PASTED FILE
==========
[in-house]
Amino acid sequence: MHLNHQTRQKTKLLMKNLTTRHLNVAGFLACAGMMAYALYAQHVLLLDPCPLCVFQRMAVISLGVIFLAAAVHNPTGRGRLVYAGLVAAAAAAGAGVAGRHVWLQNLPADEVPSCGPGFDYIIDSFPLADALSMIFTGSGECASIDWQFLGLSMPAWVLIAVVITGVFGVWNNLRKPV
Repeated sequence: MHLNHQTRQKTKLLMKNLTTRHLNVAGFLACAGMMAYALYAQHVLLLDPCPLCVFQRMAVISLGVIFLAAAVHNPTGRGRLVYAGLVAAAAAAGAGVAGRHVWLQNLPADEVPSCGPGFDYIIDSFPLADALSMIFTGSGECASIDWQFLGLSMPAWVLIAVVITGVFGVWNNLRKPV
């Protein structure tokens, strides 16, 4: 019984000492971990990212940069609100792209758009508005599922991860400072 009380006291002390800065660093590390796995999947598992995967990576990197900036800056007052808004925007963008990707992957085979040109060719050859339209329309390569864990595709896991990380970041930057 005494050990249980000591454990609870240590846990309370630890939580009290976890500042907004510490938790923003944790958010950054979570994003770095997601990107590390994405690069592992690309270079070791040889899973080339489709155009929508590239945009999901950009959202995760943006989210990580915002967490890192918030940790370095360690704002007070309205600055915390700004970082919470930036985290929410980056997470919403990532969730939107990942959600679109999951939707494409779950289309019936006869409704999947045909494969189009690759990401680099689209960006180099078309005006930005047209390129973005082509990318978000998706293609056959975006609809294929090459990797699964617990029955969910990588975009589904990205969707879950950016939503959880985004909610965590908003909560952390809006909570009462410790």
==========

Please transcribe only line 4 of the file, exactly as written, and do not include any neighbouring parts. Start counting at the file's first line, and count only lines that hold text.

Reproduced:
């Protein structure tokens, strides 16, 4: 019984000492971990990212940069609100792209758009508005599922991860400072 009380006291002390800065660093590390796995999947598992995967990576990197900036800056007052808004925007963008990707992957085979040109060719050859339209329309390569864990595709896991990380970041930057 005494050990249980000591454990609870240590846990309370630890939580009290976890500042907004510490938790923003944790958010950054979570994003770095997601990107590390994405690069592992690309270079070791040889899973080339489709155009929508590239945009999901950009959202995760943006989210990580915002967490890192918030940790370095360690704002007070309205600055915390700004970082919470930036985290929410980056997470919403990532969730939107990942959600679109999951939707494409779950289309019936006869409704999947045909494969189009690759990401680099689209960006180099078309005006930005047209390129973005082509990318978000998706293609056959975006609809294929090459990797699964617990029955969910990588975009589904990205969707879950950016939503959880985004909610965590908003909560952390809006909570009462410790």